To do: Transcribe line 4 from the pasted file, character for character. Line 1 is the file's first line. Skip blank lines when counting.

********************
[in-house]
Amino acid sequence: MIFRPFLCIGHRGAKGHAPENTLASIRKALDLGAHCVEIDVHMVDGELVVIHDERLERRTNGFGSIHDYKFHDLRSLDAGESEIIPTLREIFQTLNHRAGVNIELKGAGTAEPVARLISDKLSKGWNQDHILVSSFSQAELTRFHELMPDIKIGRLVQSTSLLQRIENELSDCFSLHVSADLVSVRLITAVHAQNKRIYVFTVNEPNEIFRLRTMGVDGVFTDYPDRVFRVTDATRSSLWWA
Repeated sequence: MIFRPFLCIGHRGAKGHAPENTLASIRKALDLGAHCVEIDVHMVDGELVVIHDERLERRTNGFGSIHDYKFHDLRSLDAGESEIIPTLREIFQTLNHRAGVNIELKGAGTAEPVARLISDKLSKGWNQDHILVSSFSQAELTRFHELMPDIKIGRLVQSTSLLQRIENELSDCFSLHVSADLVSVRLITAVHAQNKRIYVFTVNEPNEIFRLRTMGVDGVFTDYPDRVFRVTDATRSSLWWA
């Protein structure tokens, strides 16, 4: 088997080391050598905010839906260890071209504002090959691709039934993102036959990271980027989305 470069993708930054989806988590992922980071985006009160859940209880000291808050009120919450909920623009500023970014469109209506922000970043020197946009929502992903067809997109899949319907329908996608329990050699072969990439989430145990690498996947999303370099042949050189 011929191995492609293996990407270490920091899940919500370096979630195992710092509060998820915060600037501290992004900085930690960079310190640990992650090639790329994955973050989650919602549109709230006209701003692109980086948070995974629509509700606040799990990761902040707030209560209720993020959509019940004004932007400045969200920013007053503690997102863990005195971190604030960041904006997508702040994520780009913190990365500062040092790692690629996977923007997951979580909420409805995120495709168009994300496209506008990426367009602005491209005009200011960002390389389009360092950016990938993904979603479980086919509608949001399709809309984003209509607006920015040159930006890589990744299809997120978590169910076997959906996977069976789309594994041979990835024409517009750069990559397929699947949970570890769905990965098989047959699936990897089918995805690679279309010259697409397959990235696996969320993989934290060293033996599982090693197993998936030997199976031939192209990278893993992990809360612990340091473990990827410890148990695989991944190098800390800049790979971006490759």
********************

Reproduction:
């Protein structure tokens, strides 16, 4: 088997080391050598905010839906260890071209504002090959691709039934993102036959990271980027989305 470069993708930054989806988590992922980071985006009160859940209880000291808050009120919450909920623009500023970014469109209506922000970043020197946009929502992903067809997109899949319907329908996608329990050699072969990439989430145990690498996947999303370099042949050189 011929191995492609293996990407270490920091899940919500370096979630195992710092509060998820915060600037501290992004900085930690960079310190640990992650090639790329994955973050989650919602549109709230006209701003692109980086948070995974629509509700606040799990990761902040707030209560209720993020959509019940004004932007400045969200920013007053503690997102863990005195971190604030960041904006997508702040994520780009913190990365500062040092790692690629996977923007997951979580909420409805995120495709168009994300496209506008990426367009602005491209005009200011960002390389389009360092950016990938993904979603479980086919509608949001399709809309984003209509607006920015040159930006890589990744299809997120978590169910076997959906996977069976789309594994041979990835024409517009750069990559397929699947949970570890769905990965098989047959699936990897089918995805690679279309010259697409397959990235696996969320993989934290060293033996599982090693197993998936030997199976031939192209990278893993992990809360612990340091473990990827410890148990695989991944190098800390800049790979971006490759």